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Student Safety Starts Within

Monitor implementation of mental health legislation, including programs and services designed to help keep students mentally strong and prepared to cope, as well as systems to identify students in need of intervention. Monitor mental health legislation that is filed in the 87th legislative session.


Following the shooting at Santa Fe High School, Governor Abbott named school safety and children’s mental health priority issues. As a result, the Texas Legislature took significant action during the 2019 session to ensure schools, doctors, and mental health providers are better equipped to prevent and address social, emotional, and mental health challenges among Texas children.

The Legislature passed House Bills 18 and 19, two pieces of legislation that ensure schools are better equipped to address a range of social, emotional, and behavioral challenges that can interfere with students’ health and education.

• HB 18 establishes training, policy, and planning requirements for school districts related to student mental health, the use of trauma-informed practices, and helping students develop social and emotional skills and learn about mental health.

• HB 19 allows non-physician mental health professionals to be available as a dedicated resource to help schools meet these new requirements. Employed by local mental health authorities, but working at each of the 20 education service centers (ESCs) in the state, they will provide school personnel with training and consultation services on using effective practices related to student mental health, trauma-informed practice, and substance use.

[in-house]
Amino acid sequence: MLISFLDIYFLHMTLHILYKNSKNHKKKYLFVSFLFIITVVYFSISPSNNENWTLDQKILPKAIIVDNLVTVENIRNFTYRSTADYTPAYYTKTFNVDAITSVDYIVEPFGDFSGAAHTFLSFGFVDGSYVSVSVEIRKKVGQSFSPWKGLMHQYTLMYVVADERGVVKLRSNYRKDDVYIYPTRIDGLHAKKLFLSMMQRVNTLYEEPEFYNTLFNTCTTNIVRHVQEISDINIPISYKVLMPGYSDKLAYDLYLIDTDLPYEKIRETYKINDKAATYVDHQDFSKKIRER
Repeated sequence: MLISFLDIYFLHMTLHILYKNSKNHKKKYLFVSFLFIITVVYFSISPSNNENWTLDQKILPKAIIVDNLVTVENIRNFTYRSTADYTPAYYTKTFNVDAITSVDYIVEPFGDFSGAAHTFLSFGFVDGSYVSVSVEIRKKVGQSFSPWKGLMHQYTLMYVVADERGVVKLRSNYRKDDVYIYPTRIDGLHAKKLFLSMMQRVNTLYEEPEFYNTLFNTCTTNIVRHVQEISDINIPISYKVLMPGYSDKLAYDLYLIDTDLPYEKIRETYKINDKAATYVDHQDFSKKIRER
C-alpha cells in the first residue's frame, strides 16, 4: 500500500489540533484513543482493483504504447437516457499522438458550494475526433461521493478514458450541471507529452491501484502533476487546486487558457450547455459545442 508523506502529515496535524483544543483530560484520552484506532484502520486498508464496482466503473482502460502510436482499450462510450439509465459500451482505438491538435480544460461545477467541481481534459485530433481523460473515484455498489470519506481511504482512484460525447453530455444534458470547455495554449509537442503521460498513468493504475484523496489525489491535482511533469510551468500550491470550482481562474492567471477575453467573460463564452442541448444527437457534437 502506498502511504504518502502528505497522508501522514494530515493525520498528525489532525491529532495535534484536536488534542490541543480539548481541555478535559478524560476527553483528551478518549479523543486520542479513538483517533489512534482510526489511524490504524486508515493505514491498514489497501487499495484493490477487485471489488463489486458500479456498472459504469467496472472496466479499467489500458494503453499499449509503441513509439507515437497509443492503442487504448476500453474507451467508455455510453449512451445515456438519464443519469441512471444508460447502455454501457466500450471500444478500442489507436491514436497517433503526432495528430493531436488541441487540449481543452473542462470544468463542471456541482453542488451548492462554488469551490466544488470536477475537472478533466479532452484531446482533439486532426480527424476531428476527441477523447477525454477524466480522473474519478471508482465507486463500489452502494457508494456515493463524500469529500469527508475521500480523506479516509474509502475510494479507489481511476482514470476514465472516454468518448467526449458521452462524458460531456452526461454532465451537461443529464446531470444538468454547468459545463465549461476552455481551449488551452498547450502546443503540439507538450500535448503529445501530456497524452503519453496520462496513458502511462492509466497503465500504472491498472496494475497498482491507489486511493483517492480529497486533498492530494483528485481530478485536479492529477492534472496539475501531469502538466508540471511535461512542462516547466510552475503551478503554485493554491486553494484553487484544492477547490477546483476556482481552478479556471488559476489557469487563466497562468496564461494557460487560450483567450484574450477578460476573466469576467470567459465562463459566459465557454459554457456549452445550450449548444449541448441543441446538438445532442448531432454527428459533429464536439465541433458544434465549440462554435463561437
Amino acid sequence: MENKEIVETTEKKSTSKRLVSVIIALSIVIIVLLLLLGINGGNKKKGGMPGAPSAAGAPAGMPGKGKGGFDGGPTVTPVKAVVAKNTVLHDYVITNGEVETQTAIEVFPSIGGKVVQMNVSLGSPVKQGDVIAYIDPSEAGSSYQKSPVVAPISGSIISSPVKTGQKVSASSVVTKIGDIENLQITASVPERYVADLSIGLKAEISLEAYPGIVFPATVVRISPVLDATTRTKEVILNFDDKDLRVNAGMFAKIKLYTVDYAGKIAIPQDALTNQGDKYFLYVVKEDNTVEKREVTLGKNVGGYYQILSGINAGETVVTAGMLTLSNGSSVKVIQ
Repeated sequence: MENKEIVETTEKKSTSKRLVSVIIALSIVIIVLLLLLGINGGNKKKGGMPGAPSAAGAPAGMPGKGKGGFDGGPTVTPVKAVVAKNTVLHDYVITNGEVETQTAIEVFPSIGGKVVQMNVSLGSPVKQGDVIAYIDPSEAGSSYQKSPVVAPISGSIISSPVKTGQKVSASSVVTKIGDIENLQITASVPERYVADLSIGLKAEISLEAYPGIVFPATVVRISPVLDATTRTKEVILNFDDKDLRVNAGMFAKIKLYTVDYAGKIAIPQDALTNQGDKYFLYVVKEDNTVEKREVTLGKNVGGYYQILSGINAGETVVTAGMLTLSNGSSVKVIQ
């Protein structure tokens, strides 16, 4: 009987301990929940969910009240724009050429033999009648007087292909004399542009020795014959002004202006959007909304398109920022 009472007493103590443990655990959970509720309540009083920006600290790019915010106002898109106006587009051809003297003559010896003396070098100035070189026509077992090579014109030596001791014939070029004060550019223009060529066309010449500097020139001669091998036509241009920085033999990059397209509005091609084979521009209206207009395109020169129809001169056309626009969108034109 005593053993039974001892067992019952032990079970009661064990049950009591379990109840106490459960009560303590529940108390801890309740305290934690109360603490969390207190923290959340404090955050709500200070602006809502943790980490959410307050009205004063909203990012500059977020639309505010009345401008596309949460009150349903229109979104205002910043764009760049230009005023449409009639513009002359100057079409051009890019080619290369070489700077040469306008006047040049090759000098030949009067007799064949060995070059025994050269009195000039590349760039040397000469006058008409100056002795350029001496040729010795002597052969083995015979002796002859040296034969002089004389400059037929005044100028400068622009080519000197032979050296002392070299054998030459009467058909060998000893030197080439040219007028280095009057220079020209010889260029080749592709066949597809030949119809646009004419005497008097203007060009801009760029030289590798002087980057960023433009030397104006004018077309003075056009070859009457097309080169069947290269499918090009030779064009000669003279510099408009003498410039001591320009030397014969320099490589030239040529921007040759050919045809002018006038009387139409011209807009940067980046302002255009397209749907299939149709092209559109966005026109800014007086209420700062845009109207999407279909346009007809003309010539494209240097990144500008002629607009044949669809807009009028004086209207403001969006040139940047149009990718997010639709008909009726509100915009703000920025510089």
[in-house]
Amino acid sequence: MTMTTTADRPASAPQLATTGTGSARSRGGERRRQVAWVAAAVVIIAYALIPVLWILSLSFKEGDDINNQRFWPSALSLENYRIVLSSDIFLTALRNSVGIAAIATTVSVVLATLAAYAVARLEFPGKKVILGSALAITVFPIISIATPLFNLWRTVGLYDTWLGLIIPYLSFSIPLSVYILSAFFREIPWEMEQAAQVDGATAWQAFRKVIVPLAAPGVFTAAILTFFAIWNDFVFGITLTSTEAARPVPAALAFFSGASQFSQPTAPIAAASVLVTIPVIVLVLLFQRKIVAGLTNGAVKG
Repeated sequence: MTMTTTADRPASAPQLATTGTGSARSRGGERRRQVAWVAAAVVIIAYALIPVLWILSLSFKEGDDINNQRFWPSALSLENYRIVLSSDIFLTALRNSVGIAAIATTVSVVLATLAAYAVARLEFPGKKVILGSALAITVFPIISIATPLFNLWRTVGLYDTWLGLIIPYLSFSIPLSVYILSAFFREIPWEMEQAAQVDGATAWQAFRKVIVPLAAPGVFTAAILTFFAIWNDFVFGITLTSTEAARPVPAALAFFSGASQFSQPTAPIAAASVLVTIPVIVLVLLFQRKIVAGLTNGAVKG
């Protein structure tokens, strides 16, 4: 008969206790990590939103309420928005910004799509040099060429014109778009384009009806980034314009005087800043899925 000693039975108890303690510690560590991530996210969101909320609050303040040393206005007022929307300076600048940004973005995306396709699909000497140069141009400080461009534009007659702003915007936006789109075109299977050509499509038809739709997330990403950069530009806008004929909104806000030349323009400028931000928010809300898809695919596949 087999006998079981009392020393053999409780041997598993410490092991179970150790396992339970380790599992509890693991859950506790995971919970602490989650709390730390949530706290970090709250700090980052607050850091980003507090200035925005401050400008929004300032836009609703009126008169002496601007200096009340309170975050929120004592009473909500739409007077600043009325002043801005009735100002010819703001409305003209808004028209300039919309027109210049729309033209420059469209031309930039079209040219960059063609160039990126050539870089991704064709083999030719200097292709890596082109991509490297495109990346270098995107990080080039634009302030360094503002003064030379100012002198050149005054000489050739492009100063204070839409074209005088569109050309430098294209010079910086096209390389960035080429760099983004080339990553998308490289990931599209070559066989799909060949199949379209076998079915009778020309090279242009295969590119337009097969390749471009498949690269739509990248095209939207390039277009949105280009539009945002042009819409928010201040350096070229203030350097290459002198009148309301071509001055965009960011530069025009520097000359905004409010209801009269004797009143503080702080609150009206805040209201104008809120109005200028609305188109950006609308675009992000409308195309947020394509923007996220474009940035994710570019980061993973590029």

• According to the World Health Organization, half of all mental health conditions manifest by age 14, and interventions are most effective at the early stages of onset when symptoms are less severe.

• According to the National Institute of Health, mental illness is not the driving factor of violence; those with diagnosed mental health conditions are more likely to hurt themselves or be hurt by someone else than to harm another individual.

• Over the past 10 years, attempted suicide rates among Texas high school students have increased from 8.4% to 12.3%, and attempts requiring medical treatment increased from 2.6% to 4.5%.

• According to the Texas Department of State Health Services, suicide is the 11th leading cause of death for Texans and the third leading cause of death among youth ages 15 to 24.

• Early identification and treatments are key to dealing with these populations. The Centers for Disease Control identifies campus connectedness as an important factor to prevent risk behaviors and improve academic achievement.

• When schools fully implement comprehensive school counseling programs, students feel safer, disciplinary referrals decline, attendance rates increase, and students are more likely to pursue post-secondary degrees.

• According to the American Psychological Association, prior to the COVID-19 pandemic, approximately 15% to 20% of students could be expected to be identified as needing support through screening; this percentage will almost certainly be higher given the potential emotional fallout of the pandemic.


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Student Mental Health Fact Sheet

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